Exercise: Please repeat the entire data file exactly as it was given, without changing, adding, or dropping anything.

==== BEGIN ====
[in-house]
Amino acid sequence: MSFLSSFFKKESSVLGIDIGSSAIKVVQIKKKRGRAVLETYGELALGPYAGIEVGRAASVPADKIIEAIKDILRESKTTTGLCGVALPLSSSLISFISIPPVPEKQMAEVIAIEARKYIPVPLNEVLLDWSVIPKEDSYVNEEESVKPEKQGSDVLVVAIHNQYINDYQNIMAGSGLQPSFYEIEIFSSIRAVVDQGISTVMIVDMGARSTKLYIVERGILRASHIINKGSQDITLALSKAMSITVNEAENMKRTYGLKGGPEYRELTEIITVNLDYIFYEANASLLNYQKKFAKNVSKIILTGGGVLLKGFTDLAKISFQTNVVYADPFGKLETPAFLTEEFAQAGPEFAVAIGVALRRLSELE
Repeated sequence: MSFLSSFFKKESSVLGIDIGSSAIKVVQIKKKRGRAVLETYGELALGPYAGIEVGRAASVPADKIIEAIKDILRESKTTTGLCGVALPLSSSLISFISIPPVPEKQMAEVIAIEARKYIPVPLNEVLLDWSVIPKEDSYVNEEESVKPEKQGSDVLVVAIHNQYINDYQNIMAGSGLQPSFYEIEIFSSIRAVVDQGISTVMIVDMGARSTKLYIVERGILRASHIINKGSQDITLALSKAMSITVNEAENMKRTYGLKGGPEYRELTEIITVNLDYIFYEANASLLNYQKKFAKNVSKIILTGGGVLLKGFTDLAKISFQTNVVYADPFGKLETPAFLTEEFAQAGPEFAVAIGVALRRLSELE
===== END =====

[in-house]
Amino acid sequence: MSFLSSFFKKESSVLGIDIGSSAIKVVQIKKKRGRAVLETYGELALGPYAGIEVGRAASVPADKIIEAIKDILRESKTTTGLCGVALPLSSSLISFISIPPVPEKQMAEVIAIEARKYIPVPLNEVLLDWSVIPKEDSYVNEEESVKPEKQGSDVLVVAIHNQYINDYQNIMAGSGLQPSFYEIEIFSSIRAVVDQGISTVMIVDMGARSTKLYIVERGILRASHIINKGSQDITLALSKAMSITVNEAENMKRTYGLKGGPEYRELTEIITVNLDYIFYEANASLLNYQKKFAKNVSKIILTGGGVLLKGFTDLAKISFQTNVVYADPFGKLETPAFLTEEFAQAGPEFAVAIGVALRRLSELE
Repeated sequence: MSFLSSFFKKESSVLGIDIGSSAIKVVQIKKKRGRAVLETYGELALGPYAGIEVGRAASVPADKIIEAIKDILRESKTTTGLCGVALPLSSSLISFISIPPVPEKQMAEVIAIEARKYIPVPLNEVLLDWSVIPKEDSYVNEEESVKPEKQGSDVLVVAIHNQYINDYQNIMAGSGLQPSFYEIEIFSSIRAVVDQGISTVMIVDMGARSTKLYIVERGILRASHIINKGSQDITLALSKAMSITVNEAENMKRTYGLKGGPEYRELTEIITVNLDYIFYEANASLLNYQKKFAKNVSKIILTGGGVLLKGFTDLAKISFQTNVVYADPFGKLETPAFLTEEFAQAGPEFAVAIGVALRRLSELE